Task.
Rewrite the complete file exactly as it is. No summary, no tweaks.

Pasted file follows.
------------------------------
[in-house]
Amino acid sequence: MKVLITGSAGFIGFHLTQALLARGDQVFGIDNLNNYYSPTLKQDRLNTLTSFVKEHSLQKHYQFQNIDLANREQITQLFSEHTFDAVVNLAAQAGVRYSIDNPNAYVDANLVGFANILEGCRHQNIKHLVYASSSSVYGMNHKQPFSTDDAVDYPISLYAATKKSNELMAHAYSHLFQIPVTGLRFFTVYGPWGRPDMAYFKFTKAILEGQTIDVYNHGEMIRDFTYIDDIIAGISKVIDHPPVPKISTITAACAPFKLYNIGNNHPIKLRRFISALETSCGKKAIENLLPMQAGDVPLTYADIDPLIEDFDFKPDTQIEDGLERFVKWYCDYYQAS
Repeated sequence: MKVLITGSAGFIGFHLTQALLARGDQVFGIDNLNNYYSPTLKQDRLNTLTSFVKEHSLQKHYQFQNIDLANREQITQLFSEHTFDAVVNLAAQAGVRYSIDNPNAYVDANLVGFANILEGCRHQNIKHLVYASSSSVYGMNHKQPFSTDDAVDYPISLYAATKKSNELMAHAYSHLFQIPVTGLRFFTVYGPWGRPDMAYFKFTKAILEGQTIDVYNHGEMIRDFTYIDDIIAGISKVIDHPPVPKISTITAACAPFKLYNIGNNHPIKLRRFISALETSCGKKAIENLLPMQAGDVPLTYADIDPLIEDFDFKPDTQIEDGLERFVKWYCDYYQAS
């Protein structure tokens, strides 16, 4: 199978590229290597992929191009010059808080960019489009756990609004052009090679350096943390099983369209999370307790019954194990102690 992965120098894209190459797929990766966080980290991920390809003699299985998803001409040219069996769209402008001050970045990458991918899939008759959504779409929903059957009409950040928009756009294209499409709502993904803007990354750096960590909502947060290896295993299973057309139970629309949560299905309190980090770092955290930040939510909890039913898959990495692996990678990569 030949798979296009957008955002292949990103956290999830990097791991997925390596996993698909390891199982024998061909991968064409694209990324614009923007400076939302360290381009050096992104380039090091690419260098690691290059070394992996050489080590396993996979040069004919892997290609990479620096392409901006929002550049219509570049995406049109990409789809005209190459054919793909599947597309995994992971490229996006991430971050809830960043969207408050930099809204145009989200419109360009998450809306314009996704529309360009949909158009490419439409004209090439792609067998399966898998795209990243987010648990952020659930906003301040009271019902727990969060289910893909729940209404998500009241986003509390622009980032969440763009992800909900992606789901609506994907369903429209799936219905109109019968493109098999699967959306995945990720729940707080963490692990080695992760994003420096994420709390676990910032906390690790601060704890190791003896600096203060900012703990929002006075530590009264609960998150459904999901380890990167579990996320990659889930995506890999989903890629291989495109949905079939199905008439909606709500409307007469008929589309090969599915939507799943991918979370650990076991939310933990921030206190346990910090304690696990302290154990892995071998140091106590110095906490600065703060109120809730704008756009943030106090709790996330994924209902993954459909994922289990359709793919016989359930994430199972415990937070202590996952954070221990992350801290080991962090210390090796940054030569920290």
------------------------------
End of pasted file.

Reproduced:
[in-house]
Amino acid sequence: MKVLITGSAGFIGFHLTQALLARGDQVFGIDNLNNYYSPTLKQDRLNTLTSFVKEHSLQKHYQFQNIDLANREQITQLFSEHTFDAVVNLAAQAGVRYSIDNPNAYVDANLVGFANILEGCRHQNIKHLVYASSSSVYGMNHKQPFSTDDAVDYPISLYAATKKSNELMAHAYSHLFQIPVTGLRFFTVYGPWGRPDMAYFKFTKAILEGQTIDVYNHGEMIRDFTYIDDIIAGISKVIDHPPVPKISTITAACAPFKLYNIGNNHPIKLRRFISALETSCGKKAIENLLPMQAGDVPLTYADIDPLIEDFDFKPDTQIEDGLERFVKWYCDYYQAS
Repeated sequence: MKVLITGSAGFIGFHLTQALLARGDQVFGIDNLNNYYSPTLKQDRLNTLTSFVKEHSLQKHYQFQNIDLANREQITQLFSEHTFDAVVNLAAQAGVRYSIDNPNAYVDANLVGFANILEGCRHQNIKHLVYASSSSVYGMNHKQPFSTDDAVDYPISLYAATKKSNELMAHAYSHLFQIPVTGLRFFTVYGPWGRPDMAYFKFTKAILEGQTIDVYNHGEMIRDFTYIDDIIAGISKVIDHPPVPKISTITAACAPFKLYNIGNNHPIKLRRFISALETSCGKKAIENLLPMQAGDVPLTYADIDPLIEDFDFKPDTQIEDGLERFVKWYCDYYQAS
């Protein structure tokens, strides 16, 4: 199978590229290597992929191009010059808080960019489009756990609004052009090679350096943390099983369209999370307790019954194990102690 992965120098894209190459797929990766966080980290991920390809003699299985998803001409040219069996769209402008001050970045990458991918899939008759959504779409929903059957009409950040928009756009294209499409709502993904803007990354750096960590909502947060290896295993299973057309139970629309949560299905309190980090770092955290930040939510909890039913898959990495692996990678990569 030949798979296009957008955002292949990103956290999830990097791991997925390596996993698909390891199982024998061909991968064409694209990324614009923007400076939302360290381009050096992104380039090091690419260098690691290059070394992996050489080590396993996979040069004919892997290609990479620096392409901006929002550049219509570049995406049109990409789809005209190459054919793909599947597309995994992971490229996006991430971050809830960043969207408050930099809204145009989200419109360009998450809306314009996704529309360009949909158009490419439409004209090439792609067998399966898998795209990243987010648990952020659930906003301040009271019902727990969060289910893909729940209404998500009241986003509390622009980032969440763009992800909900992606789901609506994907369903429209799936219905109109019968493109098999699967959306995945990720729940707080963490692990080695992760994003420096994420709390676990910032906390690790601060704890190791003896600096203060900012703990929002006075530590009264609960998150459904999901380890990167579990996320990659889930995506890999989903890629291989495109949905079939199905008439909606709500409307007469008929589309090969599915939507799943991918979370650990076991939310933990921030206190346990910090304690696990302290154990892995071998140091106590110095906490600065703060109120809730704008756009943030106090709790996330994924209902993954459909994922289990359709793919016989359930994430199972415990937070202590996952954070221990992350801290080991962090210390090796940054030569920290």